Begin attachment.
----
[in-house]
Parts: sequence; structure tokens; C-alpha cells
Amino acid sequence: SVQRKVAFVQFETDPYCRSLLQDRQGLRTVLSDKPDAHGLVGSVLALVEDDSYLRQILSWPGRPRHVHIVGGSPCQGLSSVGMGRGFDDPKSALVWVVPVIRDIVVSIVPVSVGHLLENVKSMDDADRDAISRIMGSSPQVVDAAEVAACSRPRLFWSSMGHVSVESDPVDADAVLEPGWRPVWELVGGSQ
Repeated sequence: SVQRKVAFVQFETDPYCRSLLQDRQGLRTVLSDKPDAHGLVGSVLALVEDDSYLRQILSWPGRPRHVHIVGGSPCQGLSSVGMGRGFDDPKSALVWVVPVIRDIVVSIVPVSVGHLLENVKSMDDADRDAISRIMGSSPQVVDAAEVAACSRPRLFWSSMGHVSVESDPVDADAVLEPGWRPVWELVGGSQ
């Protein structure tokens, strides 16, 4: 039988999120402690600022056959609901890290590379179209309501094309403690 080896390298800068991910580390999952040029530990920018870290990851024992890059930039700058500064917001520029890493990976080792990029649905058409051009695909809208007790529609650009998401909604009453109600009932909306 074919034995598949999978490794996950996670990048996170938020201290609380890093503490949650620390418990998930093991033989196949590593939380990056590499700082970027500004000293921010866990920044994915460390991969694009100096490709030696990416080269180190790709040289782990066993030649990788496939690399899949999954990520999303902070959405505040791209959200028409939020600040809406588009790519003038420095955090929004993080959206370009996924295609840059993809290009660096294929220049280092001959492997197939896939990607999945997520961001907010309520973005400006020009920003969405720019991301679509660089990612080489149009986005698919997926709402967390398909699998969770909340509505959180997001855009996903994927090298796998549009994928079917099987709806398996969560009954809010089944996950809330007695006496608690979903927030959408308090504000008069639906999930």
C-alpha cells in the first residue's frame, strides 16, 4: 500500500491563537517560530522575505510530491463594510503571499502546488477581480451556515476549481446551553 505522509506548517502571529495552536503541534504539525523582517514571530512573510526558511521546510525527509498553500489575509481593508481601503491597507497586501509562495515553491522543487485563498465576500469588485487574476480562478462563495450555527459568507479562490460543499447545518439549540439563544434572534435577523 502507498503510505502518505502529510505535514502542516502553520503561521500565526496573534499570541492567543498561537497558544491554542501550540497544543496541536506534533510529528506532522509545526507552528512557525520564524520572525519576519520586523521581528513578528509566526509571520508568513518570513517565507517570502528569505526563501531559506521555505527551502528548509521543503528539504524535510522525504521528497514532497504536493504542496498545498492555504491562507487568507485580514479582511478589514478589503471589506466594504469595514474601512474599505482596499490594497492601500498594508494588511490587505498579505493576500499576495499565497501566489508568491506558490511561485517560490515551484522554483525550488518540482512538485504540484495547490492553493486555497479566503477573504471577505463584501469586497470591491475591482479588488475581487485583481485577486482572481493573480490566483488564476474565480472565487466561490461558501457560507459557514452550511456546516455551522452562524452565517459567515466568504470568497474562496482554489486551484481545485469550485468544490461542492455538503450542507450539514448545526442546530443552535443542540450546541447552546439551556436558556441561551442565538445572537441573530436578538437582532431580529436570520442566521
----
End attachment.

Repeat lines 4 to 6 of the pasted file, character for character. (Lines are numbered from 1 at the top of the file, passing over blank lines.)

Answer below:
Repeated sequence: SVQRKVAFVQFETDPYCRSLLQDRQGLRTVLSDKPDAHGLVGSVLALVEDDSYLRQILSWPGRPRHVHIVGGSPCQGLSSVGMGRGFDDPKSALVWVVPVIRDIVVSIVPVSVGHLLENVKSMDDADRDAISRIMGSSPQVVDAAEVAACSRPRLFWSSMGHVSVESDPVDADAVLEPGWRPVWELVGGSQ
């Protein structure tokens, strides 16, 4: 039988999120402690600022056959609901890290590379179209309501094309403690 080896390298800068991910580390999952040029530990920018870290990851024992890059930039700058500064917001520029890493990976080792990029649905058409051009695909809208007790529609650009998401909604009453109600009932909306 074919034995598949999978490794996950996670990048996170938020201290609380890093503490949650620390418990998930093991033989196949590593939380990056590499700082970027500004000293921010866990920044994915460390991969694009100096490709030696990416080269180190790709040289782990066993030649990788496939690399899949999954990520999303902070959405505040791209959200028409939020600040809406588009790519003038420095955090929004993080959206370009996924295609840059993809290009660096294929220049280092001959492997197939896939990607999945997520961001907010309520973005400006020009920003969405720019991301679509660089990612080489149009986005698919997926709402967390398909699998969770909340509505959180997001855009996903994927090298796998549009994928079917099987709806398996969560009954809010089944996950809330007695006496608690979903927030959408308090504000008069639906999930």
C-alpha cells in the first residue's frame, strides 16, 4: 500500500491563537517560530522575505510530491463594510503571499502546488477581480451556515476549481446551553 505522509506548517502571529495552536503541534504539525523582517514571530512573510526558511521546510525527509498553500489575509481593508481601503491597507497586501509562495515553491522543487485563498465576500469588485487574476480562478462563495450555527459568507479562490460543499447545518439549540439563544434572534435577523 502507498503510505502518505502529510505535514502542516502553520503561521500565526496573534499570541492567543498561537497558544491554542501550540497544543496541536506534533510529528506532522509545526507552528512557525520564524520572525519576519520586523521581528513578528509566526509571520508568513518570513517565507517570502528569505526563501531559506521555505527551502528548509521543503528539504524535510522525504521528497514532497504536493504542496498545498492555504491562507487568507485580514479582511478589514478589503471589506466594504469595514474601512474599505482596499490594497492601500498594508494588511490587505498579505493576500499576495499565497501566489508568491506558490511561485517560490515551484522554483525550488518540482512538485504540484495547490492553493486555497479566503477573504471577505463584501469586497470591491475591482479588488475581487485583481485577486482572481493573480490566483488564476474565480472565487466561490461558501457560507459557514452550511456546516455551522452562524452565517459567515466568504470568497474562496482554489486551484481545485469550485468544490461542492455538503450542507450539514448545526442546530443552535443542540450546541447552546439551556436558556441561551442565538445572537441573530436578538437582532431580529436570520442566521